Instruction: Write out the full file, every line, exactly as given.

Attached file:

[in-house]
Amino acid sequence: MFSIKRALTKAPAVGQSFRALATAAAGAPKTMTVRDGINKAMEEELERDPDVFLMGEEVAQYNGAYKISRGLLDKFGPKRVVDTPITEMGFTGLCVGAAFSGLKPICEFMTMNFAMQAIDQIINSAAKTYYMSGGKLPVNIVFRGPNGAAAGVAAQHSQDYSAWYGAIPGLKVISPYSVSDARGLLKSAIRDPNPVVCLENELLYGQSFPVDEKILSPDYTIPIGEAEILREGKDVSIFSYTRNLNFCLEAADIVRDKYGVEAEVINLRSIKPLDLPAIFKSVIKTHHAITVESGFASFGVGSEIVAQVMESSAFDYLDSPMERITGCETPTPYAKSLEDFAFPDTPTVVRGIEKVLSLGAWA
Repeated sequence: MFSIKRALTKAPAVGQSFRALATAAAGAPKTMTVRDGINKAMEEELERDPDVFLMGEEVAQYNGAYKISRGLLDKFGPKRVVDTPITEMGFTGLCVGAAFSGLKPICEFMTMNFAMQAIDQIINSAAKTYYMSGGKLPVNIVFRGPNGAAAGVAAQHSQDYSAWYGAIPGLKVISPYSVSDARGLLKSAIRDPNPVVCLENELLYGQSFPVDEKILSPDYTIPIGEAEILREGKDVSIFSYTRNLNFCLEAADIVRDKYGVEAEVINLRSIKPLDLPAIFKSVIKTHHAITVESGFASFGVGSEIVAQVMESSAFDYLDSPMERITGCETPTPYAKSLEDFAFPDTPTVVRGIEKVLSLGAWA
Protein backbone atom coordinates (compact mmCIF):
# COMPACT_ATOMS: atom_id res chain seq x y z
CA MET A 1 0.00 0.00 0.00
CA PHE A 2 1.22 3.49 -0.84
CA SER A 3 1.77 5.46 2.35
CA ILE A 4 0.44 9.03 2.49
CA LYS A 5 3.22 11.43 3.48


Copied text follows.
[in-house]
Amino acid sequence: MFSIKRALTKAPAVGQSFRALATAAAGAPKTMTVRDGINKAMEEELERDPDVFLMGEEVAQYNGAYKISRGLLDKFGPKRVVDTPITEMGFTGLCVGAAFSGLKPICEFMTMNFAMQAIDQIINSAAKTYYMSGGKLPVNIVFRGPNGAAAGVAAQHSQDYSAWYGAIPGLKVISPYSVSDARGLLKSAIRDPNPVVCLENELLYGQSFPVDEKILSPDYTIPIGEAEILREGKDVSIFSYTRNLNFCLEAADIVRDKYGVEAEVINLRSIKPLDLPAIFKSVIKTHHAITVESGFASFGVGSEIVAQVMESSAFDYLDSPMERITGCETPTPYAKSLEDFAFPDTPTVVRGIEKVLSLGAWA
Repeated sequence: MFSIKRALTKAPAVGQSFRALATAAAGAPKTMTVRDGINKAMEEELERDPDVFLMGEEVAQYNGAYKISRGLLDKFGPKRVVDTPITEMGFTGLCVGAAFSGLKPICEFMTMNFAMQAIDQIINSAAKTYYMSGGKLPVNIVFRGPNGAAAGVAAQHSQDYSAWYGAIPGLKVISPYSVSDARGLLKSAIRDPNPVVCLENELLYGQSFPVDEKILSPDYTIPIGEAEILREGKDVSIFSYTRNLNFCLEAADIVRDKYGVEAEVINLRSIKPLDLPAIFKSVIKTHHAITVESGFASFGVGSEIVAQVMESSAFDYLDSPMERITGCETPTPYAKSLEDFAFPDTPTVVRGIEKVLSLGAWA
Protein backbone atom coordinates (compact mmCIF):
# COMPACT_ATOMS: atom_id res chain seq x y z
CA MET A 1 0.00 0.00 0.00
CA PHE A 2 1.22 3.49 -0.84
CA SER A 3 1.77 5.46 2.35
CA ILE A 4 0.44 9.03 2.49
CA LYS A 5 3.22 11.43 3.48